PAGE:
Article 5b TFEU (ToL), renumbered Article 10 TFEU, with the aim to combat discrimination when defining and implementing Union policies. The “sister” of Article 16e (new 19) we studied today, and therefore rendered here in full to refresh our memories:

“In defining and implementing its policies and activities, the Union shall aim to combat
discrimination based on sex, racial or ethnic origin, religion or belief, disability, age
or sexual orientation.”

Article 16d TFEU (ToL), renumbered Article 18 TFEU, prohibiting discrimination on grounds of nationality, where measures can be adopted according to the ordinary legislative procedure.

Article 16e TFEU (ToL), renumbered Article 19 TFEU, the various stages of which we have studied in this post, on action to combat discrimination and on basic principles for incentive measures.

Article 30 TFEU (ToL), renumbered Article 36 TFEU, on discrimination or a disguised restriction on trade between Member States.

Article 31 TFEU (ToL), renumberd Article 37 TFEU, on discrimination regarding the conditions under which goods are procured and marketed between nationals of Member States.

Article 34 TFEU (ToL), renumbered Article 40 TFEU, on the prohibition of any discrimination between producers or consumers within the Union concerning the common agricultural market organisation.

Article 39 TFEU (ToL), renumbered Article 45 TFEU, on the prohibition against discrimination based on nationality between workers in the context of free movement.

Article 58 TFEU (ToL), renumbered Article 65 TFEU, which prohibits arbitrary discrimination or disguised restrictions on the free movement of capital and payments.

Article 75 TFEU (ToL), renumbered Article 95 TFEU, which prohibits discrimination in the case of transport within the Union.

Article 87 TFEU (ToL), renumbered Article 107, which allows, as compatible with the internal market, state aid having a social character, granted to individual consumers, if granted without discrimination related to the origin of the products concerned.

Article 94 TFEU (ToL), renumbered Article 114 TFEU, with the prohibition of national provisions as means of arbitrary discrimination or a disguised restriction on trade between Member States, within the context of approximation (harmonisation) of the laws of the member states.

Article 141 TFEU (ToL), renumbered Article 157 TFEU, on equal pay without discrimination based on sex.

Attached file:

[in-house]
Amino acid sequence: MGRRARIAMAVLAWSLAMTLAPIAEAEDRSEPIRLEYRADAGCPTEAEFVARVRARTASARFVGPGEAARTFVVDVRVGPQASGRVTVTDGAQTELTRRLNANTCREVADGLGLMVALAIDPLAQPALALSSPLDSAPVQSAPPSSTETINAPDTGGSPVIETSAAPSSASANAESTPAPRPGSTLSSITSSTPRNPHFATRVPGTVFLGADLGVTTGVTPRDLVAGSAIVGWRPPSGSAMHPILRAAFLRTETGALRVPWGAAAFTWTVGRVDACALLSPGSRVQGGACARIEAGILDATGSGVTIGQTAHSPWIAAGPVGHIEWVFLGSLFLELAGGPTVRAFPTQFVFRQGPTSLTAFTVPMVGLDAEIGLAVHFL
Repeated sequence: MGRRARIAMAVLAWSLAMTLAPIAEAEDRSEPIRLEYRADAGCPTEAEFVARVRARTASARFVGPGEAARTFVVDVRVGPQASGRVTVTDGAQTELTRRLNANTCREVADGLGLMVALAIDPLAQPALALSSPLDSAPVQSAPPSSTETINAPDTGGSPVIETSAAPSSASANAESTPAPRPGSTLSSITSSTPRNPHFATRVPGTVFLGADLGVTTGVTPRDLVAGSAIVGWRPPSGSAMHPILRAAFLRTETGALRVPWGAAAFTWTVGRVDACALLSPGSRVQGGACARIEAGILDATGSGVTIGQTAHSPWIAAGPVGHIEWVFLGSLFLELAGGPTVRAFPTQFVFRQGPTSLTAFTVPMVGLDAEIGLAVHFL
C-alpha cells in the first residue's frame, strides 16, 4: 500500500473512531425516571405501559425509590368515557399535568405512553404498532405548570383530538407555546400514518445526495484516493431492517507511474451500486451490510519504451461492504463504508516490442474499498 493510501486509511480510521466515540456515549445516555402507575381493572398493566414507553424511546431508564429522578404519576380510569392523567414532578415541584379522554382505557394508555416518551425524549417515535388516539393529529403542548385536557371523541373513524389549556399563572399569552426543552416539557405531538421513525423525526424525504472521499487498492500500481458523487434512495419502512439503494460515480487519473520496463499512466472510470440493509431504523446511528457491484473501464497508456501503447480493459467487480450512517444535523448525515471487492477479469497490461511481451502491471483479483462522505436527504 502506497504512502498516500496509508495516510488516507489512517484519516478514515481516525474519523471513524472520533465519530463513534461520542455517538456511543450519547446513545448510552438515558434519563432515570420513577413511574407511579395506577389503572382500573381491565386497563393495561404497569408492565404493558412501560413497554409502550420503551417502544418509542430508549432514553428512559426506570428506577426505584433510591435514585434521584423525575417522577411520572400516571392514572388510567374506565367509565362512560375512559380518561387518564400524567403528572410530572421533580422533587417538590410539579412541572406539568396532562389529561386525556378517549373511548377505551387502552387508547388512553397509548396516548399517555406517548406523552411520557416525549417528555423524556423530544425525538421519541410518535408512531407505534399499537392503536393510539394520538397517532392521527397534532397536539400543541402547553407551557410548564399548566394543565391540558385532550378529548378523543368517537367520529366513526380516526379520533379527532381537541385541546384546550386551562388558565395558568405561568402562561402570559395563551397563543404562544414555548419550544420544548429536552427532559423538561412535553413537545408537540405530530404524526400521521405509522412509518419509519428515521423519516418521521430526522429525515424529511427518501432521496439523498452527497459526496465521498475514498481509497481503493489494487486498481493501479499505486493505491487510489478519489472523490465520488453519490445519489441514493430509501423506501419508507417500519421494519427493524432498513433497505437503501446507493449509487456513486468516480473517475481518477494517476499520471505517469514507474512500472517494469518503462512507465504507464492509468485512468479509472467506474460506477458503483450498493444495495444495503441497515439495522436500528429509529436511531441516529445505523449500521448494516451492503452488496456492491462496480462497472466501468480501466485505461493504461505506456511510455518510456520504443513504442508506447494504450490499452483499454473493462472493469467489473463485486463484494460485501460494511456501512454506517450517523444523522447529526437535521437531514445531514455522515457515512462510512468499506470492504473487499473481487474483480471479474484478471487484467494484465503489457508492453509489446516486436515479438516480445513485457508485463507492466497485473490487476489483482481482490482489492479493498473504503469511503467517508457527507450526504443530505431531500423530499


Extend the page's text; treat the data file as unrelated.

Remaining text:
Article 184 TFEU (ToL), renumbered Article 200 TFEU, prohibiting direct or indirect discrimination between imports from various Member States when introducing or changing customs duties on goods imported into the associated overseas countries and territories.

Article 188j TFEU (ToL), renumbered Article 214 TFEU, with non-discrimination as a principle of humanitarian aid operations.

Article 280a TFEU (ToL), renumbered Article 326 TFEU, which requires that enhanced cooperation complies with the Treaties and Union law, and that it does not undermine the internal market or economic, social and territorial cohesion and that it shall not constitute a barrier to or discrimination in trade between Member States or distort competition between them.

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The listing shows us that there are two main contexts and groups of anti-discriminatory provisions in the EU treaties:

We have prohibitions, action to combat and incentive measures concerning discrimination based on sex, racial or ethnic origin, religion or belief, disability, age or sexual orientation.

The second group is related to the internal market, meant to function as if there were no national borders between the member states.

Another question worth mentioning is the distinction between prohibitions of discrimination and active measures to mitigate evils, and the relative merits of these approaches.

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Since today’s article regarded the legal basis for action to combat discrimination and for adopting basic principles of the Union's incentive measures, we conclude with suggested reading for those who want to know what the European Community (Union) actually does.

The Commission’s DG Employment, Social Affairs & Equal Opportunities has a web page titled Action against discrimination, Civil Society:

http://ec.europa.eu/employment_social/fundamental_rights/index_en.htm

News and links are on offer to the interested.


Ralf Grahn